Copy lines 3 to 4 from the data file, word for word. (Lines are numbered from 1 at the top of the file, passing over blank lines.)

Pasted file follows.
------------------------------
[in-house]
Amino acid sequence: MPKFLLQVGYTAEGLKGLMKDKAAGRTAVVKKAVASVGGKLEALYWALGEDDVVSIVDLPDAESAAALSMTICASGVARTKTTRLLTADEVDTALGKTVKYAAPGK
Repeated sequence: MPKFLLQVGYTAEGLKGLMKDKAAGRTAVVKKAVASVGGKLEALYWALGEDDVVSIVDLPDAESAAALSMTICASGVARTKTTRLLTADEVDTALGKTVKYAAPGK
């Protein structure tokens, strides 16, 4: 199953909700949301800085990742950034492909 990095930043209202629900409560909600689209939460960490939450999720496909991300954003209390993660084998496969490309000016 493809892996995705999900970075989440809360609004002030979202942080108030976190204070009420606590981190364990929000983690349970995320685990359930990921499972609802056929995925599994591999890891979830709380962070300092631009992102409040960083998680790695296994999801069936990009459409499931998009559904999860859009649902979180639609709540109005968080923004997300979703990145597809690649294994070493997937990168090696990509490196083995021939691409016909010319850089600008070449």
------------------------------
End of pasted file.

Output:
Repeated sequence: MPKFLLQVGYTAEGLKGLMKDKAAGRTAVVKKAVASVGGKLEALYWALGEDDVVSIVDLPDAESAAALSMTICASGVARTKTTRLLTADEVDTALGKTVKYAAPGK
């Protein structure tokens, strides 16, 4: 199953909700949301800085990742950034492909 990095930043209202629900409560909600689209939460960490939450999720496909991300954003209390993660084998496969490309000016 493809892996995705999900970075989440809360609004002030979202942080108030976190204070009420606590981190364990929000983690349970995320685990359930990921499972609802056929995925599994591999890891979830709380962070300092631009992102409040960083998680790695296994999801069936990009459409499931998009559904999860859009649902979180639609709540109005968080923004997300979703990145597809690649294994070493997937990168090696990509490196083995021939691409016909010319850089600008070449």